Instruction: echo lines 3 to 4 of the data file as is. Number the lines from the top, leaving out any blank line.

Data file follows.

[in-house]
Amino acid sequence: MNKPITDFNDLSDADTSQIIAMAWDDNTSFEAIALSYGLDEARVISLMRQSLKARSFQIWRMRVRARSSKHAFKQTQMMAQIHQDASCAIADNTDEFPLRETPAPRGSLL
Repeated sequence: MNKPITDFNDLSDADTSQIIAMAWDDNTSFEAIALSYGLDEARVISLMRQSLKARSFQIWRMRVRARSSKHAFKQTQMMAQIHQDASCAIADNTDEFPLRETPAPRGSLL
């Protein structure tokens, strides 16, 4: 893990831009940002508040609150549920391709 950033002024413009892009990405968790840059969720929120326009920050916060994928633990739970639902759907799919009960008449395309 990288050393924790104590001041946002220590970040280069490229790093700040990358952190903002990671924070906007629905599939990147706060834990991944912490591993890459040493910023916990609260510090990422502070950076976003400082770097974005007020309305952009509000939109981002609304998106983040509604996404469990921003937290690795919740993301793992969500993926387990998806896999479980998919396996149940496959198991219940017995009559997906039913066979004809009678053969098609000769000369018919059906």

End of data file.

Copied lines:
Repeated sequence: MNKPITDFNDLSDADTSQIIAMAWDDNTSFEAIALSYGLDEARVISLMRQSLKARSFQIWRMRVRARSSKHAFKQTQMMAQIHQDASCAIADNTDEFPLRETPAPRGSLL
């Protein structure tokens, strides 16, 4: 893990831009940002508040609150549920391709 950033002024413009892009990405968790840059969720929120326009920050916060994928633990739970639902759907799919009960008449395309 990288050393924790104590001041946002220590970040280069490229790093700040990358952190903002990671924070906007629905599939990147706060834990991944912490591993890459040493910023916990609260510090990422502070950076976003400082770097974005007020309305952009509000939109981002609304998106983040509604996404469990921003937290690795919740993301793992969500993926387990998806896999479980998919396996149940496959198991219940017995009559997906039913066979004809009678053969098609000769000369018919059906």